Laughter & Politics

In Britain the party conference season has just ended, while in the US the Presidential election is approaching its climax. Consequently the airwaves have of late been thick with political rhetoric, speechifying and bullshit.

It might be interesting to speculate briefly on the relationship between laughter and politics, so I am going to – but I wouldn’t trust what I say, since I did a gig at a fringe meeting of the recent Labour Party Conference (not, may I add, as a member of the Labour Party) and failed to change the expression on the face of even one of the grim-faced journos who made up my audience.

Having a great sense of humour is not high on the list of attributes necessary to be a politician. Of last century’s prime ministers, probably only Winston Churchill could have got a booking at Balham’s Banana Cabaret and Tony Blair being witty is very hard to imagine. My guess is his favourite form of entertainment is watching himself in the mirror doing air guitar.

Although having no sense of humour need not impede a political career, it can be useful in demonstrating the humanity of the candidate. Ho ho, I can laugh at myself. It is rarely convincing, mind, since politicians do not believe they could be wrong about anything – self-deprecation is just a learned trick.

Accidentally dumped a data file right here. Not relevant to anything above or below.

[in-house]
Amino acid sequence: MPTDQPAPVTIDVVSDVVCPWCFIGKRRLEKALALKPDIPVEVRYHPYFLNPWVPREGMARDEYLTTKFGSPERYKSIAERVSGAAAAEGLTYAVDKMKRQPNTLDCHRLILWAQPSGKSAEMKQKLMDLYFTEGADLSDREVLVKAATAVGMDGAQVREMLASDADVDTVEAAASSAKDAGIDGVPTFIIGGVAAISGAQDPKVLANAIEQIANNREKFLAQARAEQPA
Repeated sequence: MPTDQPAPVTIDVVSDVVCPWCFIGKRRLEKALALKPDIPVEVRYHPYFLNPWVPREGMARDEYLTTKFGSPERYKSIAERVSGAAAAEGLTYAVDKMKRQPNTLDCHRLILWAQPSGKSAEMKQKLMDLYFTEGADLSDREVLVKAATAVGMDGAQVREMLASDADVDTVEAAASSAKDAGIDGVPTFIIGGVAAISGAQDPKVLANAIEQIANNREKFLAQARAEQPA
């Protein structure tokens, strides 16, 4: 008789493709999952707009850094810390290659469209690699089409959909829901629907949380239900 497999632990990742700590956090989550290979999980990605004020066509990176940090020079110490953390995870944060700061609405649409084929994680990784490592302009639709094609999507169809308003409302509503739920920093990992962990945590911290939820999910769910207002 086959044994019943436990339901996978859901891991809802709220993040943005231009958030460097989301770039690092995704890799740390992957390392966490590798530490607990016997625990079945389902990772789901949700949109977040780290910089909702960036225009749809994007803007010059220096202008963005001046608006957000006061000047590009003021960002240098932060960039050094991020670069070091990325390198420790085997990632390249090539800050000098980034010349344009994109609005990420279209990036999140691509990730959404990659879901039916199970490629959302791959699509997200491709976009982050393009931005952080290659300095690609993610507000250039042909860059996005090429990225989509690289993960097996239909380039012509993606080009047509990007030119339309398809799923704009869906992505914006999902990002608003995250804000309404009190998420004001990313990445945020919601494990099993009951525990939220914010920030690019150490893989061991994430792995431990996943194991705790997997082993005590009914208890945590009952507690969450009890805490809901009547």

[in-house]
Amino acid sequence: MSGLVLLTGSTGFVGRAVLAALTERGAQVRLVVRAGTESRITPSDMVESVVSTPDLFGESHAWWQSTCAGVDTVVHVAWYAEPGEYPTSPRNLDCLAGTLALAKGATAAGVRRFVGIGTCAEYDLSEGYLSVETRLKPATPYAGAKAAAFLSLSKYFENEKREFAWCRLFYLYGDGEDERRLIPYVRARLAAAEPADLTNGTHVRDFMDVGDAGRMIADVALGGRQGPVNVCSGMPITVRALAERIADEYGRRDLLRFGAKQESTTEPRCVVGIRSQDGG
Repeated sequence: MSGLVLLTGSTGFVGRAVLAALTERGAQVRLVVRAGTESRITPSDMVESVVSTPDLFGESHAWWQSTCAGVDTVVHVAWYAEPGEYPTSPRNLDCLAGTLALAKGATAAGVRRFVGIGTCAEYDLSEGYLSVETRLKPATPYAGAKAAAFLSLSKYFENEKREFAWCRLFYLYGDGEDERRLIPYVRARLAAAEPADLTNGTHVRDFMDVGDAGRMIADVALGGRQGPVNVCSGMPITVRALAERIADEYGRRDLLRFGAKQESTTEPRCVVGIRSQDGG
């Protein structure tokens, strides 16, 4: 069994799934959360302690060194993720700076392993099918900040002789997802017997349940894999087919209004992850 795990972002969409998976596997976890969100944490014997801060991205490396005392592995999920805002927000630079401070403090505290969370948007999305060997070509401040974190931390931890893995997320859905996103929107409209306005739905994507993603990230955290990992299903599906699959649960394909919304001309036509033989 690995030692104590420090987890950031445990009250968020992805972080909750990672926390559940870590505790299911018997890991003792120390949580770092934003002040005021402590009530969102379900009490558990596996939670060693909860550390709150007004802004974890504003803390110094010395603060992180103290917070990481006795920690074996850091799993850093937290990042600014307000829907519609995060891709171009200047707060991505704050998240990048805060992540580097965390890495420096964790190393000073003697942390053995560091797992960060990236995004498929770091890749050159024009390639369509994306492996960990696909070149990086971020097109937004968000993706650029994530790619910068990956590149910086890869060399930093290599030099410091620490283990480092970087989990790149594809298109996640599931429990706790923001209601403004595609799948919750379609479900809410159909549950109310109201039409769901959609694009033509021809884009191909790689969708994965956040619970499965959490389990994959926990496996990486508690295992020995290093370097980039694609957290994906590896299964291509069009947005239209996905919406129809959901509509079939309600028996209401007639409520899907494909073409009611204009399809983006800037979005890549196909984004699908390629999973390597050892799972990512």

They are better using humour on others. “Being attacked by Geoffrey Howe is like being mauled by a dead sheep,” was Dennis Healey’s favourite line. Last week John Kerry tried, “Being lectured by the President on fiscal responsibility is like Tony Soprano talking to me about law and order.”

For a sophisticate like myself, the really funny bits come unintentionally – who did not snigger at Tory MPs’ recent attempt to humanise themselves by stating the last CD they bought – “Phillip went for Enya, Charles chose Eminem?” I also enjoyed the moment in the presidential debate when Kerry effectively said, “Yeah? Well your mate’s daughter’s a lesbo, so there.” Still, rather Kerry than Bush, who seems too unevolved to get humour. There are many reasons to hope Bush doesn’t get in and one of them is that if he does, all the Americans I meet for the next four years will feel obliged to start every meeting by saying, “I’m sorry, I’m sorry, I didn’t vote for him.”

Sod it, I’m bored with that and I want to record a gig I did recently at the National Film Theatre. I was introducing two episodes of that curious, original and funny series Ripping Yarns and then interviewing its begetters Michael Palin and Terry Jones.

The nine yarns have been released on DVD and the NFT took the opportunity to stage the event in front of an appreciative and slightly nerdy audience.
Michael had spent the entire day autographing copies of his book about the Himalayas, while Terry Jones had flown in from Morocco where he was filming a TV show or something. As a man who had spent the afternoon dreaming on Wandsworth Common, I was impressed by their energy. At the end I said: “You are important figures in the history of comedy, you both have large and impressive bodies of work behind you. Do you ever sit back and think, ‘Well I’ve not done too bad’?”

They both gave me a firm “No.”

Complacency is a dangerous characteristic but I am very, very important and need not worry about it. Look, look, the leaves are falling.